SpaceX has announced its plans to launch a Dragon 2 spacecraft, nicknamed “Red Dragon”, to Mars on a Falcon Heavy launch vehicle as soon as there's a new launch window for missions to Mars (spring of 2018).
SpaceX CEO Elon Musk tweeted that “Dragon 2 is designed to be able to land anywhere in the solar system. Red Dragon Mars mission is the first test flight.” The company also posted pictures of a Falcon Heavy launch and a Dragon spacecraft resting on the Martian surface in their Twitter feed. Elon Musk is known for his long-term vision of establishing a permanent human presence on Mars.
In October 2011, a report prepared by the NASA/SpaceX team on an initial Red Dragon study concluded that “Dragon launched on Falcon Heavy would be a cost effective option for future missions”. It concluded that Dragon would be able to handle all aspects of entry, descent and landing (EDL) on Mars “with margin,” and deliver more than one metric ton of payload to the surface. Dragon's SuperDraco thruster is key to allowing it to land on Marsh. They system would be used to slow the spacecraft's descent through the Martian atmosphere and to land on the surface.
SpaceX and NASA signed an amended agreement on April 25 and 26 respectively, which changes the original schedule to a mission-oriented one, with milestones tied to the launch and landing of a Red Dragon mission. The date for the mission has not yet been specified. The revised agreement also replaces semi-annual reviews between NASA and SpaceX with quarterly ones.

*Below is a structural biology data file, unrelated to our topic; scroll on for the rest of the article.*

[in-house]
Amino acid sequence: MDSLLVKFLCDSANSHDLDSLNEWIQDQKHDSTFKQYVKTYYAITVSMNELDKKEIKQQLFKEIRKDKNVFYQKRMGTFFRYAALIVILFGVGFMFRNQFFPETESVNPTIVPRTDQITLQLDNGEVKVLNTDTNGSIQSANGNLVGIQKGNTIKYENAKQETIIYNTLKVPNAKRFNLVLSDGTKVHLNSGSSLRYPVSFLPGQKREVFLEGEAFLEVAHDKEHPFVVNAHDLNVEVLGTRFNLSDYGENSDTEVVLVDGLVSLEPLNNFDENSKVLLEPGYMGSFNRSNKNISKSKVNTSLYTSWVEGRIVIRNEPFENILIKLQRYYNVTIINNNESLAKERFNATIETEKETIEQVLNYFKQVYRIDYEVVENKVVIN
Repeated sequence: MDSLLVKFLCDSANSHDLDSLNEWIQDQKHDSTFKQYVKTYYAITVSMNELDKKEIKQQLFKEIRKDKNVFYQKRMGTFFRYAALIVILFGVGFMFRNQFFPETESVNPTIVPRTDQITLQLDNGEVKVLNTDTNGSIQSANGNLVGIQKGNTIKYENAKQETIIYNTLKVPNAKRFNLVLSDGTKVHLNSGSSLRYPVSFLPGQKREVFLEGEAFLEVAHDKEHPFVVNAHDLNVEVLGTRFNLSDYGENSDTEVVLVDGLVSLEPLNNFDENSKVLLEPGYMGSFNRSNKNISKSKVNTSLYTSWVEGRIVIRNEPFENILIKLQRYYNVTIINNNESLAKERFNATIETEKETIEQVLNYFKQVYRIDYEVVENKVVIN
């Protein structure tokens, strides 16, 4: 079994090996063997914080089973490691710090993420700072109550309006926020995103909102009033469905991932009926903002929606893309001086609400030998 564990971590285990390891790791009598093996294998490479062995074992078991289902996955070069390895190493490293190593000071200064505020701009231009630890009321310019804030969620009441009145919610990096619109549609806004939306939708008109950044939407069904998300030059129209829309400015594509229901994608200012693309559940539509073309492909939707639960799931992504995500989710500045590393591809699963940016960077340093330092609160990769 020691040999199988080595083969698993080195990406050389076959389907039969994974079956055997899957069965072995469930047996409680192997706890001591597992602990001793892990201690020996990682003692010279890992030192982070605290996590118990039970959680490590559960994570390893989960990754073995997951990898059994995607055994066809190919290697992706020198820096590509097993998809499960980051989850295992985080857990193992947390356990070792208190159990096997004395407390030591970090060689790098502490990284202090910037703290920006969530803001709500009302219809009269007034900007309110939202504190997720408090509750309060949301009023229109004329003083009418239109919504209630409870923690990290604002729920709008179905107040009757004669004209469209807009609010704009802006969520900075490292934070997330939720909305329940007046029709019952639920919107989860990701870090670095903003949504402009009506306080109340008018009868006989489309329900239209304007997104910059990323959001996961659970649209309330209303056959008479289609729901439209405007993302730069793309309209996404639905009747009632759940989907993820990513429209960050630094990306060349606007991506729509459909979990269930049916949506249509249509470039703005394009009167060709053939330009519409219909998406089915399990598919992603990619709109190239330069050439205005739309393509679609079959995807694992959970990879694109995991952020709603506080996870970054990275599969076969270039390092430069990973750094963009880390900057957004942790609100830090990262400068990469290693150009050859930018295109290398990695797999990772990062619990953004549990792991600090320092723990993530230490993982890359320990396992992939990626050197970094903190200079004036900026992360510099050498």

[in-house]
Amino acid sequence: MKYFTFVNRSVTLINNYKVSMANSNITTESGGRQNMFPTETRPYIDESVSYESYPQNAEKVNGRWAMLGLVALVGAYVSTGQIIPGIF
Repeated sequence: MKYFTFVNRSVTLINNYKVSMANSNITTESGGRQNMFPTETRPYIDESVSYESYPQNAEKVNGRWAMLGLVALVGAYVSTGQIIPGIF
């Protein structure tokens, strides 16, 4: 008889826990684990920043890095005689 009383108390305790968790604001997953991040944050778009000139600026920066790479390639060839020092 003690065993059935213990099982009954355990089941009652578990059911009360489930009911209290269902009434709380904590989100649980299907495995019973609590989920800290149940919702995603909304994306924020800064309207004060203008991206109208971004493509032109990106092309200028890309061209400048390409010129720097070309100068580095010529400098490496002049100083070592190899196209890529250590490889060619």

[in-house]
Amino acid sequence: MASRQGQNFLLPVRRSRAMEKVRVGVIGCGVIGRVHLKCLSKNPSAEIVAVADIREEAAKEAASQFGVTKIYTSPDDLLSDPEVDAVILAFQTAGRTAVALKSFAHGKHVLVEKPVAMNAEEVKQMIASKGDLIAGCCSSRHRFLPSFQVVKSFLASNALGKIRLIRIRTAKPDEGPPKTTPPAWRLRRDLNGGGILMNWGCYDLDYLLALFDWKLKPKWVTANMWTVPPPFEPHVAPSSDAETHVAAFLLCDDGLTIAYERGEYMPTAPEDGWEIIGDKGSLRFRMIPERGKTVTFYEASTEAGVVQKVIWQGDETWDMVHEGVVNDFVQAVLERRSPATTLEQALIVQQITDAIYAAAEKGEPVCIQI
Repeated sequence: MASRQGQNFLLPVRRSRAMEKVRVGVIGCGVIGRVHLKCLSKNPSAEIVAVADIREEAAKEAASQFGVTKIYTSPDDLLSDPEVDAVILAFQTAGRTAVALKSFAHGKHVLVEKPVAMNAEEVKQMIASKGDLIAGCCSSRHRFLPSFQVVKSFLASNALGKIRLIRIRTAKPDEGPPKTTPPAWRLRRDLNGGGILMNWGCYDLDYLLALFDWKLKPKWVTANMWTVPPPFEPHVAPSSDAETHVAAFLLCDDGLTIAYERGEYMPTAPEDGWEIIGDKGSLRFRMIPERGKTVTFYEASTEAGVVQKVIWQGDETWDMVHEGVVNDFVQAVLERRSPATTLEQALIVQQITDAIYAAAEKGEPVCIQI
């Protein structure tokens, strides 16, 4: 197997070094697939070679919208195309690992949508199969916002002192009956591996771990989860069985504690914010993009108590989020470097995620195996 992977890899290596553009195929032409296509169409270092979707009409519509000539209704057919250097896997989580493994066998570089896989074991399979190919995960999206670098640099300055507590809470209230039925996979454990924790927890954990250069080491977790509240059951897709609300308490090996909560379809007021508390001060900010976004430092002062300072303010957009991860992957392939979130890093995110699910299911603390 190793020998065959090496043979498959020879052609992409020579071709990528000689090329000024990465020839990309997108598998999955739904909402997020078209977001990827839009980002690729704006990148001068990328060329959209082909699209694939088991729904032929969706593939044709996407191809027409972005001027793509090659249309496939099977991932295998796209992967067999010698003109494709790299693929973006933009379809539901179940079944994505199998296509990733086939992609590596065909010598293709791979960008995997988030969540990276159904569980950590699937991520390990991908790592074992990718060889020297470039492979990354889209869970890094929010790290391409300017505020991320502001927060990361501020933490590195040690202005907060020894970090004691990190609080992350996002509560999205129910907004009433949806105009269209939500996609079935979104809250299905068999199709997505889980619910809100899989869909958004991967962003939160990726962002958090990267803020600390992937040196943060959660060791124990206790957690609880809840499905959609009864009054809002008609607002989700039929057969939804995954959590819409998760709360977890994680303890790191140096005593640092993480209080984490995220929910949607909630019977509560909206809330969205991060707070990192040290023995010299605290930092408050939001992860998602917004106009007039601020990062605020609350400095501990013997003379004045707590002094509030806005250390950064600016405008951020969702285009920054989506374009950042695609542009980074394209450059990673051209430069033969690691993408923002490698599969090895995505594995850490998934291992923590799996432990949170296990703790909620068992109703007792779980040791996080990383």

The agreement does not mention what the Red Dragon mission would do. Red Dragon, if it were to land successfully on Mars, would not operate on the surface for long: the milestones include a post-mission review 60 days after landing.
NASA Deputy Administrator Dava Newman briefly mentioned the revised agreement with SpaceX in an April 27 blog post that broadly discusses the agency’s commercial partnerships. “In exchange for Martian entry, descent, and landing data from SpaceX, NASA will offer technical support for the firm’s plan to attempt to land an uncrewed Dragon 2 spacecraft on Mars,” she wrote.
Musk, meanwhile, has been hinting for months that he will reveal more details about his long-term Mars plan at the International Astronautical Congress in Guadalajara, Mexico, in September. “I thought it would be a good venue to describe what we think would be a good approach,” he said during a press conference April 8 at NASA’s Kennedy Space Center after the Falcon 9 launch of a Dragon cargo spacecraft to the International Space Station.
That approach, he added, included eventually establishing a “city” on Mars. “I think it’s going to sound pretty crazy,” he acknowledged. “So, it should be at least entertaining.”